I hope that's slightly improved your understanding of PDO and prepared statements. Prepared statements are a new concept, so like any new concept, it'll take a little while to properly grasp and understand; like when you go from procedural code to OOP, although it shouldn't take near as long to fully grasp.
    Yes, that helps me understand more for sure. The site I am building is a classifieds site, so it repeats the same query over and over every time someone clicks on an item for sale, exactly like craigslist. The only things that will change are category and post ID... so prepared statements should make that faster because it is calling the same query over and over simply by reference, and sending an array of ? dynamic values with it, to avoid resending the static SELECT code, correct?

  14. #39
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    Okay, I have prepared statements figured out in the basic sense.

    In my normal SQL Queries for pagination I use a LIMIT with an offset and a # of rows I want per page, like so:

    $limit = $offset . ', ' . $rowsperpage;

    The query might end up like LIMIT 30, 15 on page 3.

    When I use this with prepared statements though, I get zero results. If I set LIMIT to 15 it works fine but "0, 15" doesn't work. Here's the code I am using:

    $this->_queryString .= " LIMIT ?";
    $stmt = $dbh->prepare($this->_queryString);
    $stmt->bindParam(3, $this->_limit, PDO::PARAM_STR);

    If I set it to PARAM_INT and pass it one value, say 15, I get 15 results. If I set it to string and create $limit like "0, 15" I get nothing... ideas?

    I tried this too with no luck:

    $this->_queryString .= " LIMIT ?, ?";
    $stmt->bindParam(3, $this->_limit1, PDO::PARAM_INT); // $_limit1 = 0;
    $stmt->bindParam(4, $this->_limit2, PDO::PARAM_INT); // $_limit2 = 15;


    *edit*

    It looks i can use OFFSET, forgot about that one.

  15. #40
    Follow Me On Twitter: @djg gold trophysilver trophybronze trophy Dan Grossman's Avatar
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    LIMIT ?, ?

    Remember, bind values, not expressions. You have to pass in the complete query you want to execute, not a partial query you're going to append more syntax to.

    I've verified this works, same example I gave on the last page but with an offset too, so you did something wrong with your code.

    PHP Code:
    $stmt $dbh->prepare("SELECT * FROM users LIMIT ?, ?");
    $stmt->bindParam(1$offsetPDO::PARAM_INT);
    $stmt->bindParam(2$limitPDO::PARAM_INT);
    $stmt->execute(); 

  16. #41
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    Yeah, I think I had my bindings for offset and limit in the wrong order, so limit was set to 0. Got it working, thanks.

    The partial query was building up to the full string, i.e.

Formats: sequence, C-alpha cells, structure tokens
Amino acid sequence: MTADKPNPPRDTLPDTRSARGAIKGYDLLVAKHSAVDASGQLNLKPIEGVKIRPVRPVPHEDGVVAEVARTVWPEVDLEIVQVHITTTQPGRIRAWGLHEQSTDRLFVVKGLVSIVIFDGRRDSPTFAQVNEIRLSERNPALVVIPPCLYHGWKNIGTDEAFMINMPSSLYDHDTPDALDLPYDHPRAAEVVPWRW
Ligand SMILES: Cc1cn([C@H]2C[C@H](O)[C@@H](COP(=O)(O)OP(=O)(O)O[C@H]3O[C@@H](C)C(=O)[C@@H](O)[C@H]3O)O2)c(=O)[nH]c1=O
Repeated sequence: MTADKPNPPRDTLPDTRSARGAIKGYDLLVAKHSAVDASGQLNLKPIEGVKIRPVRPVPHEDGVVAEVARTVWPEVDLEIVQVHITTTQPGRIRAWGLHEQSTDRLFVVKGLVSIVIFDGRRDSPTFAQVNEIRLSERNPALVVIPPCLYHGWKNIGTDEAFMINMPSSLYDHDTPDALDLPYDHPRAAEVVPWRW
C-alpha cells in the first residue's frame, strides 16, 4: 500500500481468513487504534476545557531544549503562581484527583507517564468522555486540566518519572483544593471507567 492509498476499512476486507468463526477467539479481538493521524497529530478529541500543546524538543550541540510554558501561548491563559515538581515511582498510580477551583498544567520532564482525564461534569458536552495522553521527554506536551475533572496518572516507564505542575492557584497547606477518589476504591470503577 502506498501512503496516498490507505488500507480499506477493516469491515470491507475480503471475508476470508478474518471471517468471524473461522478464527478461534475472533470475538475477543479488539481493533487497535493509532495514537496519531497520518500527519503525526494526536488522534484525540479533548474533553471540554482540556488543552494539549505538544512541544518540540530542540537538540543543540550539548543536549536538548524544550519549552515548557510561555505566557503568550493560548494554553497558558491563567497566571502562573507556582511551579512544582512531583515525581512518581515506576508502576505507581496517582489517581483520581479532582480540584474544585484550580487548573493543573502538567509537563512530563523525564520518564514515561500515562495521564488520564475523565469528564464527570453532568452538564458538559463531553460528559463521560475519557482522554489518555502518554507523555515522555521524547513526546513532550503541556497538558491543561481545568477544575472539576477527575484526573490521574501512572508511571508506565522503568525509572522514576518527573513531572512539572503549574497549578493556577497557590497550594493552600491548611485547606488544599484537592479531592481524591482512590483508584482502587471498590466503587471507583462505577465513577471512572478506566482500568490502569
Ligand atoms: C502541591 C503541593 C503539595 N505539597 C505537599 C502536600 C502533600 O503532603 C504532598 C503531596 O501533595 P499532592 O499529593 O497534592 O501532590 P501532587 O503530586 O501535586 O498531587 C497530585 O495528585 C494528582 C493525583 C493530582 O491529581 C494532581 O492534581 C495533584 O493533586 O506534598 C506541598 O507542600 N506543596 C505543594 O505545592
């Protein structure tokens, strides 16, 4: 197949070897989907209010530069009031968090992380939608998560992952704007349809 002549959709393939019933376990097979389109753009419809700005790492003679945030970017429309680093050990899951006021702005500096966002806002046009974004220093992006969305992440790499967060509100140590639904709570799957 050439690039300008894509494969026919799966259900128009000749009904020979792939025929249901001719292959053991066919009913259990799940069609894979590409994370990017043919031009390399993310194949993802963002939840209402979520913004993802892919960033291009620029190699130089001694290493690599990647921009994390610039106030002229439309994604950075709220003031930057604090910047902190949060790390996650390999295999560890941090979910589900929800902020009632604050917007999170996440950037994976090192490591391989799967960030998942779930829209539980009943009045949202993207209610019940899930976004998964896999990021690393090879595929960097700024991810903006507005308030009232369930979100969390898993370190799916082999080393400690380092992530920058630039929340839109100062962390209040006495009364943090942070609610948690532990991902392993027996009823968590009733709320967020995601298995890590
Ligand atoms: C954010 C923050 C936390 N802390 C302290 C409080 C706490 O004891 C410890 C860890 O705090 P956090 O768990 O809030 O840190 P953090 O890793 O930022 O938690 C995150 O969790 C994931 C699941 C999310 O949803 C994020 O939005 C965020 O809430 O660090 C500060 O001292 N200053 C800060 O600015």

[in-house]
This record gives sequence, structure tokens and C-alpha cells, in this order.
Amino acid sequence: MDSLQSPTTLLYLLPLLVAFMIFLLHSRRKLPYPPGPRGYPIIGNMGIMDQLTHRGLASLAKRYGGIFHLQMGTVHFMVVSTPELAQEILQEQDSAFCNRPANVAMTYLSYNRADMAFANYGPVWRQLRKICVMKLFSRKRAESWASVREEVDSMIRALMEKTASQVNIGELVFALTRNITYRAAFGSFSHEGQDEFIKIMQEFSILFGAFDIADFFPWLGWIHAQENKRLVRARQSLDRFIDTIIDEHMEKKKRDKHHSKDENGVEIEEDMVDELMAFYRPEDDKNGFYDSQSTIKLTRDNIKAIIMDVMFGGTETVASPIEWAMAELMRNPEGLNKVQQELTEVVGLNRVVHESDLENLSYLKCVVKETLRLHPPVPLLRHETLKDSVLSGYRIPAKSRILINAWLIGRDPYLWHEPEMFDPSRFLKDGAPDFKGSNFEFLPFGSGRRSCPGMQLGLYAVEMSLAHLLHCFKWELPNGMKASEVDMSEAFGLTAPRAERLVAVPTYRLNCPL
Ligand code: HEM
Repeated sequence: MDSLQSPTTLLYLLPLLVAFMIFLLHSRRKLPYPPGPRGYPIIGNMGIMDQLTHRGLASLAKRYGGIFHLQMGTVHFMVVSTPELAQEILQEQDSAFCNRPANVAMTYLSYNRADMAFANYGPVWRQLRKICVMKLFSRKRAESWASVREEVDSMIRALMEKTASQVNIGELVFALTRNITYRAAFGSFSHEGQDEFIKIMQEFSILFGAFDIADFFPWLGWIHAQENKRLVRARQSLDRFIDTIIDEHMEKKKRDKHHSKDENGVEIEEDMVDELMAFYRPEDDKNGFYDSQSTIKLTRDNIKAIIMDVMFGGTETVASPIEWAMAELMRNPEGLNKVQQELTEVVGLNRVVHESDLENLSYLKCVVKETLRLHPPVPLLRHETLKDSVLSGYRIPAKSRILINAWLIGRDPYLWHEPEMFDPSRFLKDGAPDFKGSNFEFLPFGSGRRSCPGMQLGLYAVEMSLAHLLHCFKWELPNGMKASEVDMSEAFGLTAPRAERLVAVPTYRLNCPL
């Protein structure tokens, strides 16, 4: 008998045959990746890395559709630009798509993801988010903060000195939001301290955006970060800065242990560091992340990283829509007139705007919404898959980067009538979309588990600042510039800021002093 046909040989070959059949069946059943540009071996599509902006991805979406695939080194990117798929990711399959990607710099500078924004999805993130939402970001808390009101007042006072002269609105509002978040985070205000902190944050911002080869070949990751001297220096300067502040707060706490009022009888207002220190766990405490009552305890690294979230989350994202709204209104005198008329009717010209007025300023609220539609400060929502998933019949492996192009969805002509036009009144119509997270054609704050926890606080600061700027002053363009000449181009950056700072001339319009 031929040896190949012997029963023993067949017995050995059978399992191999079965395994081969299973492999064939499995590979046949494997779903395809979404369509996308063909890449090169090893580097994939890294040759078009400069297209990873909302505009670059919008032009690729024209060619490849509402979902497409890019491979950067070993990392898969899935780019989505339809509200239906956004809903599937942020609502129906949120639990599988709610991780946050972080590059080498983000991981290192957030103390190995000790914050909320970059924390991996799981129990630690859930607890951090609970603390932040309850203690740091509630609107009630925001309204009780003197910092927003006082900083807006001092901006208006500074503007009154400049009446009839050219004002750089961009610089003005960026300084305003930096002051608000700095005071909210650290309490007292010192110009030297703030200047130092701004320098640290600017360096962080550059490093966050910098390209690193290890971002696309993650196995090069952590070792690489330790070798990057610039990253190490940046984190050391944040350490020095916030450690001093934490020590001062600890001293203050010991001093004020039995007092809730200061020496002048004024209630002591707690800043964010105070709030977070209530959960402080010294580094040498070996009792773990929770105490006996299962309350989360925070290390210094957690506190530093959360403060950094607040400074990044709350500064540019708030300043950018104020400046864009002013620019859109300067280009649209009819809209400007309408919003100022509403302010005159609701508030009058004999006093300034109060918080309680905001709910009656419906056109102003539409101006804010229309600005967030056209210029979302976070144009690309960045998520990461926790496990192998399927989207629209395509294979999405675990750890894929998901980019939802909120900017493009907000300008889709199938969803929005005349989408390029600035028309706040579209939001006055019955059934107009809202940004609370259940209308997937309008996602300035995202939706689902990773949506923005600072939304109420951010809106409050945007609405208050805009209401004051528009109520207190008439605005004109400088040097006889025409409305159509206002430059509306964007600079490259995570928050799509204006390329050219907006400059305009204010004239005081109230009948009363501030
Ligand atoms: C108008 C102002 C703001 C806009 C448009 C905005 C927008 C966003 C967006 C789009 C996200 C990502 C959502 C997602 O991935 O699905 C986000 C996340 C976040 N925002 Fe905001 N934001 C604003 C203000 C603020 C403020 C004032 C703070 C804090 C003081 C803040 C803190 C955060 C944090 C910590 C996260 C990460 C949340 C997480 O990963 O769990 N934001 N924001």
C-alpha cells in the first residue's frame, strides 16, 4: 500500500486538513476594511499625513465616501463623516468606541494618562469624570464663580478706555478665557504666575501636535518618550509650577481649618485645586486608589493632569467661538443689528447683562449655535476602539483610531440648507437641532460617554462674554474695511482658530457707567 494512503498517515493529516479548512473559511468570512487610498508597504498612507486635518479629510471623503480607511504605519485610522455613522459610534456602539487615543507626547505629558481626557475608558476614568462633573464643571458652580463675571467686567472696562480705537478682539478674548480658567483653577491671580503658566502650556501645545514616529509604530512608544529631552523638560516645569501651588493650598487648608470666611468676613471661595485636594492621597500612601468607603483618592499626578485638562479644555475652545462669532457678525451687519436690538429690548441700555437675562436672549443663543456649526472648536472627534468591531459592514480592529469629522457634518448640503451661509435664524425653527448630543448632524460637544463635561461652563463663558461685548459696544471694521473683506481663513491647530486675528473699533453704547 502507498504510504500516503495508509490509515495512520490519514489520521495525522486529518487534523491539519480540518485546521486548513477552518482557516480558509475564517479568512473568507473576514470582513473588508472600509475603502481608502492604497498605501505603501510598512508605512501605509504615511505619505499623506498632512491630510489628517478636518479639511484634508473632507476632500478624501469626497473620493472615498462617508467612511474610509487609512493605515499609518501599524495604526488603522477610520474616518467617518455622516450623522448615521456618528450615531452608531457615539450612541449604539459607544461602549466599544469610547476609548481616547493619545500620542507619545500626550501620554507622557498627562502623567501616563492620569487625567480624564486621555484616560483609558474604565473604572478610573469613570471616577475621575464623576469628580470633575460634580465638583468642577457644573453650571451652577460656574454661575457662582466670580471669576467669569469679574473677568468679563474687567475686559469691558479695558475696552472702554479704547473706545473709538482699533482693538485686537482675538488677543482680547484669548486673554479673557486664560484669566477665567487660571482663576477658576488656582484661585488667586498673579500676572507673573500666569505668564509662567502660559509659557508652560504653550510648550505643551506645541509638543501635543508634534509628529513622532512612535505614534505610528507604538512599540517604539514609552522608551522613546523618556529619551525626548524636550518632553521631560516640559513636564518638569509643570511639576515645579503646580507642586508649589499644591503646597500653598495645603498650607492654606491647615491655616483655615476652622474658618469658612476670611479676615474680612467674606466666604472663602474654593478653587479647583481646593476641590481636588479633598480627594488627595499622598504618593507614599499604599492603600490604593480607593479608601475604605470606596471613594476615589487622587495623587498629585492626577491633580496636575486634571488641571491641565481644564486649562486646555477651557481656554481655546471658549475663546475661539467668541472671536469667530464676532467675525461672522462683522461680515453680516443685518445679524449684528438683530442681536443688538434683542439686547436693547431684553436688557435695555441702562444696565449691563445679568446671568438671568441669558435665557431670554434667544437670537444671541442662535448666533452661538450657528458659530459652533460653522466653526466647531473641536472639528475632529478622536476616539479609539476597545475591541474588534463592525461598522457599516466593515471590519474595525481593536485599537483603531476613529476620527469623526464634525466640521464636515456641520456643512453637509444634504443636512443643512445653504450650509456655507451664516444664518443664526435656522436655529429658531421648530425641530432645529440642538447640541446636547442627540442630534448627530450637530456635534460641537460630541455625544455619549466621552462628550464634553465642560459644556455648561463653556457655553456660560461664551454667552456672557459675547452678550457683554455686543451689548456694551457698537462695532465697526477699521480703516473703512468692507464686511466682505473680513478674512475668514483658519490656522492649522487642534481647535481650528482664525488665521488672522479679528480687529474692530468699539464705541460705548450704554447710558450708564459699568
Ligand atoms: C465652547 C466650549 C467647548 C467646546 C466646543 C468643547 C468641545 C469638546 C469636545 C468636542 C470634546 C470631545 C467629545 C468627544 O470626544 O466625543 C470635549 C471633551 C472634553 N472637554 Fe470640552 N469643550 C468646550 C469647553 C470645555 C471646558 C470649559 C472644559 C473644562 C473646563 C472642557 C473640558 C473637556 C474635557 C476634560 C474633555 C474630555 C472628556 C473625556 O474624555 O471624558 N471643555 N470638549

PHP Code:
    $this->_queryString "SELECT $this->_fields FROM $this->_table";
            
        if (
    $this->_where_field != "") {
            
    $this->_queryString .= " WHERE $this->_where_field = ?";
        }
            
        if (
    $this->_orderby != "") {
            
    $this->_queryString .= " ORDER BY ?";
        }
            
        if (
    $this->_limit != "") {
            
    $this->_queryString .= " LIMIT ?, ?";
        }

    $stmt $dbh->prepare($this->_queryString);
            
        
    $stmt->bindParam(1$this->_where_valuePDO::PARAM_INT);
        
    $stmt->bindParam(2$this->_orderbyPDO::PARAM_STR);
        
    $stmt->bindParam(3$this->_offsetPDO::PARAM_INT);
        
    $stmt->bindParam(4$this->_limitPDO::PARAM_INT); 
    That way the class is more flexible and can work with queries that don't have a LIMIT etc. I am going to pass it all in as an array later, but wanted to get it working in general, and it seems to. Is that okay to do, so use conditionals to build the query string like that?

  17. #42
    Follow Me On Twitter: @djg gold trophysilver trophybronze trophy Dan Grossman's Avatar
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    Yes, that's fine. I just meant that when you call prepare(), its argument needs to be the full query. You can't use parameter binding to add pieces of SQL syntax ("#, #") after the fact.

  18. #43
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    Thanks for the help so far. I'm working a full time construction job as well as another 7-8 hours a day on this project, plus raising a family, so my head is kind of mush sometimes. I really want it done right though, no more security holes and hacked together code, so I am stepping through it and i refuse to just copy/paste code, i want to understand it and write it myself.